Wednesday, December 21, 2011

It's the Least We Can Do

De Cito Eindtoets Basisonderwijs.Image via Wikipedia


In this numbers obsessed society, test makers have figured us all out.  They have realized that if they make the test long enough, tedious enough, and fill them with multiple choice or scantron-able answers then we will assume they are valuable.  What more is that they have figured out that they can even sell us software that will grade the tests for us, break down all of the date, and create a nice graph.  Testing done.  Results at hand.

Except if we are to test students, then at the very least we should look at those tests.  We should try to decipher their answers, create our own data, and meet with them to discuss it.  Yes, a multiple choice test is cleaner and easier but it also provides less of a view into the heads of our students, into their thoughts, into their learning.  A clean test that a machine can correct provides us with data, nothing else, points to be graphed with no clear direction or at the very least not a very detailed one.

So if we must test the children, then do them the favor of correcting it yourself.  Give their work the time and effort you expect them to put into taking the test.  It's the least we can do.

2 comments:

Tom said...

Then we can commiserate with them over the fact that their standardized tests--even those with essays--will be graded either by a computer or someone employed by Pearson (I like to spin tales of bitter old ladies in Minnesota who hate the fact that their lives have been reduced to grading their essays).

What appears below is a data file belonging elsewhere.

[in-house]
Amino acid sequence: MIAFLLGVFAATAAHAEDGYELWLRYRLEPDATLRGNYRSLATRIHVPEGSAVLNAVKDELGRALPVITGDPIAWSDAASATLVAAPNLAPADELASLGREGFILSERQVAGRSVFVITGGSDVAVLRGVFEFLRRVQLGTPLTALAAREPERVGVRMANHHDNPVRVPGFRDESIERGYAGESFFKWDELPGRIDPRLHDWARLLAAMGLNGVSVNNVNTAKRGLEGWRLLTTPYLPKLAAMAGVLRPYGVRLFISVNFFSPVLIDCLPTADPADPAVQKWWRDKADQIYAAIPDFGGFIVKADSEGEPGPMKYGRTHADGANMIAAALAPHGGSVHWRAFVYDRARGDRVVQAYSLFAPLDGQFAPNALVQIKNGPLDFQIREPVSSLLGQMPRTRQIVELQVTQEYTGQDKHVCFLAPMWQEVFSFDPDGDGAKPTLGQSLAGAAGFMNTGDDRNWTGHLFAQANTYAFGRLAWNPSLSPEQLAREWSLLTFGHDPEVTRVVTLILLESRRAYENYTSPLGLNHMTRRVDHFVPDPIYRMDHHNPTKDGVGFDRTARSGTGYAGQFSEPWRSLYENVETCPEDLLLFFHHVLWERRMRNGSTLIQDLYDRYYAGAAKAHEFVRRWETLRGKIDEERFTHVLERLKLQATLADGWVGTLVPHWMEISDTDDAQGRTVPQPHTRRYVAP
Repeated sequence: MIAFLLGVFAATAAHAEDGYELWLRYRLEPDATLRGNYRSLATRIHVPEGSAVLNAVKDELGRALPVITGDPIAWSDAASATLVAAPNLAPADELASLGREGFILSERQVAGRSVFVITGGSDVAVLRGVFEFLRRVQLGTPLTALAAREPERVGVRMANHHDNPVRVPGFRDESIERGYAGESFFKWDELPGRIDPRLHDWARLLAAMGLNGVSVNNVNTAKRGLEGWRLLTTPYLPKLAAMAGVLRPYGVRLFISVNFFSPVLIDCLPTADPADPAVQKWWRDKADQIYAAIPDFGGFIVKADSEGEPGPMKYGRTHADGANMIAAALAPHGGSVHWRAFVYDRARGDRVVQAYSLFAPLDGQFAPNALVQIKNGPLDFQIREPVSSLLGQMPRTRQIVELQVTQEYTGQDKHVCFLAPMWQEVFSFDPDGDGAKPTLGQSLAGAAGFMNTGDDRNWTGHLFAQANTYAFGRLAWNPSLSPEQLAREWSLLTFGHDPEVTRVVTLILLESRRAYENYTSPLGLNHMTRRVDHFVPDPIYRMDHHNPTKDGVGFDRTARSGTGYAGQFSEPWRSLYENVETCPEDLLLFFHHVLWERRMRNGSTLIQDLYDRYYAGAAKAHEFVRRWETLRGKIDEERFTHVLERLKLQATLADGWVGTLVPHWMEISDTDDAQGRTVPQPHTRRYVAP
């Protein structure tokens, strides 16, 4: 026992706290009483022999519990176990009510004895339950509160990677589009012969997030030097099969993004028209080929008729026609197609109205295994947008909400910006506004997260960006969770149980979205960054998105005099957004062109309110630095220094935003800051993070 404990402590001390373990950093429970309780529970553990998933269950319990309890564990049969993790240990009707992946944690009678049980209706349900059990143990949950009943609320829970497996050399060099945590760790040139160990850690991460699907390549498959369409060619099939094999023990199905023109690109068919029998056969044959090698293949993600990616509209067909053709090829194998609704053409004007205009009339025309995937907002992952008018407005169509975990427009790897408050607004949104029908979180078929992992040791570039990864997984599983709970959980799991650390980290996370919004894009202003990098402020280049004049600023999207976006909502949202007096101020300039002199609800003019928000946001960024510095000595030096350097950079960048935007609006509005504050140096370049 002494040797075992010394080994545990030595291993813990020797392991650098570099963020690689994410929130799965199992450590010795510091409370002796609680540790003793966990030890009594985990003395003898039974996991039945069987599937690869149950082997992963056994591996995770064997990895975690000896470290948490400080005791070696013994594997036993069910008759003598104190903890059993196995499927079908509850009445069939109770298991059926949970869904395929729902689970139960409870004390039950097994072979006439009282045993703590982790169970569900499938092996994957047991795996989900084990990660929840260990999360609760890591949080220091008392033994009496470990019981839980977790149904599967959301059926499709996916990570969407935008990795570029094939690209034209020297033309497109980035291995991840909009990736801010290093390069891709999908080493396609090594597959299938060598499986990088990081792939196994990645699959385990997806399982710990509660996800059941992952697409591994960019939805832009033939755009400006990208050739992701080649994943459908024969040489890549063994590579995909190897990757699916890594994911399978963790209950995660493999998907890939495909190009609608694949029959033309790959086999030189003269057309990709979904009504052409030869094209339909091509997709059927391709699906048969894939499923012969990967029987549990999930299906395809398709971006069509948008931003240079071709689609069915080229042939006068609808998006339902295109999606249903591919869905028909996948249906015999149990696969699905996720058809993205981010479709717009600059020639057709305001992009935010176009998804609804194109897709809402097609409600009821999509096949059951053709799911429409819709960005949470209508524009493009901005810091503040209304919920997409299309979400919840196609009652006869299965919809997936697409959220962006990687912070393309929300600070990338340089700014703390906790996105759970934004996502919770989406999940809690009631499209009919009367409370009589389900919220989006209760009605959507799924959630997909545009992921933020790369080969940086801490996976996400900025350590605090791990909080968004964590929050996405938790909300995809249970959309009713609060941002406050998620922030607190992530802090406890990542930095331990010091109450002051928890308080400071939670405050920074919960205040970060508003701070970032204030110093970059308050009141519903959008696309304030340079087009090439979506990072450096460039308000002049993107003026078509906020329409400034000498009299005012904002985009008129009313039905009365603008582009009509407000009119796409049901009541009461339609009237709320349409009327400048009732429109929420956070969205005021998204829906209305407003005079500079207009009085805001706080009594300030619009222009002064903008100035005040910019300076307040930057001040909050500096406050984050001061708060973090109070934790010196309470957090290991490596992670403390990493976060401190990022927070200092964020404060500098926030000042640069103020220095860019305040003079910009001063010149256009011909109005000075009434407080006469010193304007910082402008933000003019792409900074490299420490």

This sounds really lazy, btw, but the reason I don't give multiple choice tests is that I find making them tedious and would rather just have a short/long answer-type test (if I am giving a test, that is).

Wm Chamberlain said...

Can't we just pretend to feel their pain? ;)

After a couple years of not having to do any mandatory anything, this year I have been co-teaching 7th grade science. The other teacher is the "real" science teacher so he gets to attend the meetings and do all the not so fun stuff. He has to prepare benchmarks and finals (of course I help, I actually have much more experience teaching science than he does.) It gets to be a real irritation when we have to give tests only for data collection when we already know what our students can and can't do.

When I get back to a "normal" classroom next year I suspect I will have to be creating these MC tests, my goal will be to find a way to make them useful for me and my students.

 

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